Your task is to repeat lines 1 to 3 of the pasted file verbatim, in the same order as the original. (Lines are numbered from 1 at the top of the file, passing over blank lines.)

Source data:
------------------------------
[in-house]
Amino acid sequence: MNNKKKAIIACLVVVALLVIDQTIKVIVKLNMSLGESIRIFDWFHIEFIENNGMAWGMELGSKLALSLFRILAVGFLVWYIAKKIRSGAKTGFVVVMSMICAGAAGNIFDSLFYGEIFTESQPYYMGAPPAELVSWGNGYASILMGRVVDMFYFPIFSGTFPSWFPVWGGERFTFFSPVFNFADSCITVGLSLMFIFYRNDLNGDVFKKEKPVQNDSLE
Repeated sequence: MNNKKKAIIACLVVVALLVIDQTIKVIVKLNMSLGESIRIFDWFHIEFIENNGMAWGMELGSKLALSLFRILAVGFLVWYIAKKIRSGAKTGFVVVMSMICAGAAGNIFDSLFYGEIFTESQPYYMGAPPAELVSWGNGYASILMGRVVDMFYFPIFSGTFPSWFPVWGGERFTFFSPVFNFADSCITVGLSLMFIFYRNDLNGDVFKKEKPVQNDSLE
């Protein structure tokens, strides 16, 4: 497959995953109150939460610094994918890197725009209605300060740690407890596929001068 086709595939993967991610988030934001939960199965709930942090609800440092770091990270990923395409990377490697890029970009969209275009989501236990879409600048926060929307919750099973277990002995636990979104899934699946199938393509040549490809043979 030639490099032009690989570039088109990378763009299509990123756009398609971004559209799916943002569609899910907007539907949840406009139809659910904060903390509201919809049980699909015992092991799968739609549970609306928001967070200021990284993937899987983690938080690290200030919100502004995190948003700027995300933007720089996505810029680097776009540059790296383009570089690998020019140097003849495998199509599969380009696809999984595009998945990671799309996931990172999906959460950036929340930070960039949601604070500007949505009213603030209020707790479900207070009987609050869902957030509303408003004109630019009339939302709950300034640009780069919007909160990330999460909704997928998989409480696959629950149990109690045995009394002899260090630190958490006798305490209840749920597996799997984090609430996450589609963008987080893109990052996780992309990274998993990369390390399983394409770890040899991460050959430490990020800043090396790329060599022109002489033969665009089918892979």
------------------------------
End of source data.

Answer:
[in-house]
Amino acid sequence: MNNKKKAIIACLVVVALLVIDQTIKVIVKLNMSLGESIRIFDWFHIEFIENNGMAWGMELGSKLALSLFRILAVGFLVWYIAKKIRSGAKTGFVVVMSMICAGAAGNIFDSLFYGEIFTESQPYYMGAPPAELVSWGNGYASILMGRVVDMFYFPIFSGTFPSWFPVWGGERFTFFSPVFNFADSCITVGLSLMFIFYRNDLNGDVFKKEKPVQNDSLE
Repeated sequence: MNNKKKAIIACLVVVALLVIDQTIKVIVKLNMSLGESIRIFDWFHIEFIENNGMAWGMELGSKLALSLFRILAVGFLVWYIAKKIRSGAKTGFVVVMSMICAGAAGNIFDSLFYGEIFTESQPYYMGAPPAELVSWGNGYASILMGRVVDMFYFPIFSGTFPSWFPVWGGERFTFFSPVFNFADSCITVGLSLMFIFYRNDLNGDVFKKEKPVQNDSLE